Nadine Gordimer

Names: Gordimer, Nadine

Born: 20 November 1923, Springs, South Africa

In summary: Founding member of COSAW, South African author, script writer,member of the ANC and winner of the Nobel Prize for Literature (1991)

Nadine Gordimer was born into a well-off family in Springs, Transvaal, an East Rand mining town outside Johannesburg in 1923. Her father was a Jewish jeweller originally from Latvia and her mother of British descent. From her early childhood Gordimer witnessed how the white minority increasingly weakened the rights of the black majority. Gordimer was educated in a convent school and began writing at the young age of nine; her first short story was published at the age of fifteen in the liberal Johannesburg magazine, Forum. She spent a year at Witwaterstrand University, Johannesburg without taking a degree and in 1948 she moved to Johannesburg were she lived most of her life. In 1949 she married G. Gavran and published her first collection of short stories, ‘Face to Face’ in that same year. In 1951 the New Yorker took one of her short stories.

Nadine Gordimer. Source: Gisele Wulfsohn 

In 1954, she married again, this time to a Jewish refugee, Reinhold Cassirer and together they have two children. Her first novel, The Lying Days (1953), was based largely on her own life and set in her home town (Springs). In the novel, the heroine has to free herself from her mining background prejudices, she learns from the intellectuals she meets and eventually she deals with her guilt with regard to racial hatred that she witnesses.

In 1974, her novel ‘The Conservationist’, was joint winner of the Booker Prize for Fiction. ‘Burger's Daughter (1979)’ was written during the aftermath of the Soweto uprising, and was banned, along with other books she has written. Although many of Gordimer’s books were banned by the Apartheid regime in South Africa, they were widely read around the world and served almost as a testament over the years of the changing responses to apartheid in South Africa. She never considered going into exile but in the 1960s and 1970s she lectured at universities in the USA for short periods of time.

‘Learning to write sent me falling, falling through the surface of the South African way of life,’ Gordimer has said.

In the 1980s Gordimer published the short story collections ‘A Soldier's Embrace (1980)’; ‘Something Out There (1984)’; and ‘Jump and Other Stories (1991)’ in the early 1990s.  In 1990 she also published her novel ‘My son’s story’.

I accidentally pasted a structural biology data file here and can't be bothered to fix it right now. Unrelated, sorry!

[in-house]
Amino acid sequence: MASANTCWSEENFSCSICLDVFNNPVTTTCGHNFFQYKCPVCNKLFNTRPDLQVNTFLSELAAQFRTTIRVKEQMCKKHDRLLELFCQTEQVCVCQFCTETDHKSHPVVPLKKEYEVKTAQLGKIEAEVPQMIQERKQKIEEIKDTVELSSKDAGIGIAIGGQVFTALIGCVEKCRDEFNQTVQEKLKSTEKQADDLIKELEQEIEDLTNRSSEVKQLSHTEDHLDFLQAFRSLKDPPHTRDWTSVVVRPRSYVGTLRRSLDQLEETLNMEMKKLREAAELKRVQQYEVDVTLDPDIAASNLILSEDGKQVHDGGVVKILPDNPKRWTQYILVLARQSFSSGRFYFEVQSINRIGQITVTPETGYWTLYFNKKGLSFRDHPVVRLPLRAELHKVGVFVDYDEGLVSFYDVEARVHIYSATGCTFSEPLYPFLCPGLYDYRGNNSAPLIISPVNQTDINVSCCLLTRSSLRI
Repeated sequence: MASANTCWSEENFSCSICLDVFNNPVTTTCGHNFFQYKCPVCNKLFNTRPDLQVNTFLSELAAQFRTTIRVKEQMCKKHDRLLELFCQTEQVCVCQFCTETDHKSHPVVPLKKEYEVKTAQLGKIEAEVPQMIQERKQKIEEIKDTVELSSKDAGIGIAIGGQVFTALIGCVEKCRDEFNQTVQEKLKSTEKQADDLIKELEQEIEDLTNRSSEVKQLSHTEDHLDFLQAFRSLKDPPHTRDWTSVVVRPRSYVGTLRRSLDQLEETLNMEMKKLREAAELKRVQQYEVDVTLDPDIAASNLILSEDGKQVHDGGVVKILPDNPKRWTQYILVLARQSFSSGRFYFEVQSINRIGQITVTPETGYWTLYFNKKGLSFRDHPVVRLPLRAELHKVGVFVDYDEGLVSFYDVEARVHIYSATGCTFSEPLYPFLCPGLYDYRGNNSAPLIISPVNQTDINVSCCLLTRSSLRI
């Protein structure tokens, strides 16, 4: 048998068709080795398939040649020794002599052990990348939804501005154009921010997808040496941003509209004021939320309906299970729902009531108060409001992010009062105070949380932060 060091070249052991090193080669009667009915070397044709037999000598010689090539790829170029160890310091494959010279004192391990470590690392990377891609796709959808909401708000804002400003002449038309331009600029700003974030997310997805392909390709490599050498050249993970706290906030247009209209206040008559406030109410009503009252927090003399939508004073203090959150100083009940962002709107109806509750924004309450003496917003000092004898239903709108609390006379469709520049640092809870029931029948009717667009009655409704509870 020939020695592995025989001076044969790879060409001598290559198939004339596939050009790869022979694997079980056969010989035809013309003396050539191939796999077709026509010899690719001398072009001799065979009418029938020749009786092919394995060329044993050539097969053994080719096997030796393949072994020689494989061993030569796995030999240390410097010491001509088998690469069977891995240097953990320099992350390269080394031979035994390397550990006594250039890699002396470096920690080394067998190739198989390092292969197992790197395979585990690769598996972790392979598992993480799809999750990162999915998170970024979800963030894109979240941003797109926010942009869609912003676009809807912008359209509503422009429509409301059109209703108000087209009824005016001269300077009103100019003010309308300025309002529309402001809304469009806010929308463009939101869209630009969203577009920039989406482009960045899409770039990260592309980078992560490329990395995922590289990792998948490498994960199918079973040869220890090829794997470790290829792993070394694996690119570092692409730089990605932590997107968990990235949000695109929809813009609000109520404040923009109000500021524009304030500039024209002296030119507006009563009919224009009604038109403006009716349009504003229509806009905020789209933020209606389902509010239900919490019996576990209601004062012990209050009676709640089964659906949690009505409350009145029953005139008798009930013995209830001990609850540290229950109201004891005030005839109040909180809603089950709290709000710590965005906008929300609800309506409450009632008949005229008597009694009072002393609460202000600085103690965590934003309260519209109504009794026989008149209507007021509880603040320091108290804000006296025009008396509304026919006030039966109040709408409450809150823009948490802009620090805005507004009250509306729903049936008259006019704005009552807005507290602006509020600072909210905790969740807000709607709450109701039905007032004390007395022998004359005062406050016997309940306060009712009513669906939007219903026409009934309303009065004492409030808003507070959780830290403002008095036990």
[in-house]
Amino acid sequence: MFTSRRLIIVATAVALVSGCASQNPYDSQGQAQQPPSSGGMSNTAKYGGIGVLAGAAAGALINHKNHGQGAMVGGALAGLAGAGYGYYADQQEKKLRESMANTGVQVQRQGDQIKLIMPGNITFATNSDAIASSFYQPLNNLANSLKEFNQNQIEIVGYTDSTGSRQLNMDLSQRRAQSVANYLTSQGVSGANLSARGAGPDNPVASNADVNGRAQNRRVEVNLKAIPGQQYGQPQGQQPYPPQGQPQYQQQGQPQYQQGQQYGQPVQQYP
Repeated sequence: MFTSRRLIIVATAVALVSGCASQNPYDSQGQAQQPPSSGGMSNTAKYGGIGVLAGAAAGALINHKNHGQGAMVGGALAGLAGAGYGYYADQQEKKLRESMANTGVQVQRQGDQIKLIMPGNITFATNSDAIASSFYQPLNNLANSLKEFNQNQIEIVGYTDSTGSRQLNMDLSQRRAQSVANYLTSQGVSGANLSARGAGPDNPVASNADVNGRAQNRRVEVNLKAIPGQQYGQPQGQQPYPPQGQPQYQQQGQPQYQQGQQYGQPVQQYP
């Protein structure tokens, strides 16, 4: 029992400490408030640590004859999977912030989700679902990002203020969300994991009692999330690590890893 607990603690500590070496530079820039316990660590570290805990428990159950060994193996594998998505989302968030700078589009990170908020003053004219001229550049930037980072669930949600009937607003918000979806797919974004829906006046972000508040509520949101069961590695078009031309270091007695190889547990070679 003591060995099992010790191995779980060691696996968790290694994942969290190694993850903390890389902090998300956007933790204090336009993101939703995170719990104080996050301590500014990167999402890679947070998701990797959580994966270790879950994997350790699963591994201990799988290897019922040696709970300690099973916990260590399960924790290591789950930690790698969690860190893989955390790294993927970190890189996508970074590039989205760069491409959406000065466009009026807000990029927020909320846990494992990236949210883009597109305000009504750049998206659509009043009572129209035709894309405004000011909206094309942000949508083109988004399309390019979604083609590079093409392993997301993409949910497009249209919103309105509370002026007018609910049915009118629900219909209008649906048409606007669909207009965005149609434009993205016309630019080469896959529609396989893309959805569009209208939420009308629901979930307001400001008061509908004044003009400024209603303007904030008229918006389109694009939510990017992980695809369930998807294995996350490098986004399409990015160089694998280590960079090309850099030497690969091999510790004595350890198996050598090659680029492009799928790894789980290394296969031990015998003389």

A fine descriptive writer, thoughtful and sensitive, Gordimer is noted for the vivid precision of her writing about the complicated personal and social relationships in her environment: the interplay between races, racial conflict, and the pain inflicted by South Africa's unjust apartheid laws. As a member of the African National Congress, in December 1989 she testified in the mitigation for eleven United Democratic Front leaders and Vaal Civic Association activists. She was one of the founding members Congress of South African Writers (Cosaw) and was on the Transvaal regional executive for many years. Cosaw’s members were majority black and were generally regarded as writers highly 'committed' to the black cause. Nadine was also a prominent member of the Anti-Censorship Action Group and won the CNA Literary Award four times, the last time in 1991.

Also in 1991 one of the highlights in Gordimer’s career came when she was awarded the Nobel Prize for Literature. She was the first South African to win the award and the first women to win in 25 years. The academy had reportedly passed over the then 67-year-old Gordimer several times. "I had been a possible candidate for so long that I had given up hope," Gordimer said in New York City, where she was on a lecture tour to promote her new short story collection, ‘Jump and Other Stories’.

Gordimer has traveled extensively and in addition to her fictional stories, she has written non-fiction on South African subjects and made TV documentaries, collaborating with her son Hugo Cassirer on the television film ‘Choosing Justice: Allan Boesak’. She was responsible for the script of the 1989 BBC film, ‘Frontiers’, and for four of the seven screenplays for a television drama based on her own short stories, entitled ‘The Gordimer Stories 1981-82’.

After the first democratic elections in South Africa in 1994, Gordimer continued to write about affects of Apartheid and about life in post Apartheid South Africa. ‘The House Gun (1998)’, explores, through a murder trial, the complexities of violence-ridden post-apartheid South Africa. ‘The Pickup (2001)’ is set in South Africa and Saudi Arabia, and its theme is the tragedy of forced emigration. ‘Loot (2003)’, is a collection of ten short stories widely varied in theme and place and her latest novel is ‘Beethoven Was One-Sixteenth Black (2007)’.

Gordimer’s books and short stories have been published in forty languages. She has been awarded fifteen honorary degrees from universities in USA, Belgium, South Africa, and from York, Oxford and Cambridge Universities in the UK. She was made a Commandeur de l'Ordre des Arts et des Lettres (France), and is Vice President of International PEN and a Fellow of the Royal Society of Literature. Recently, in 2007, Gordimer was awarded the Chevalier de la Légion d'Honneur (France).

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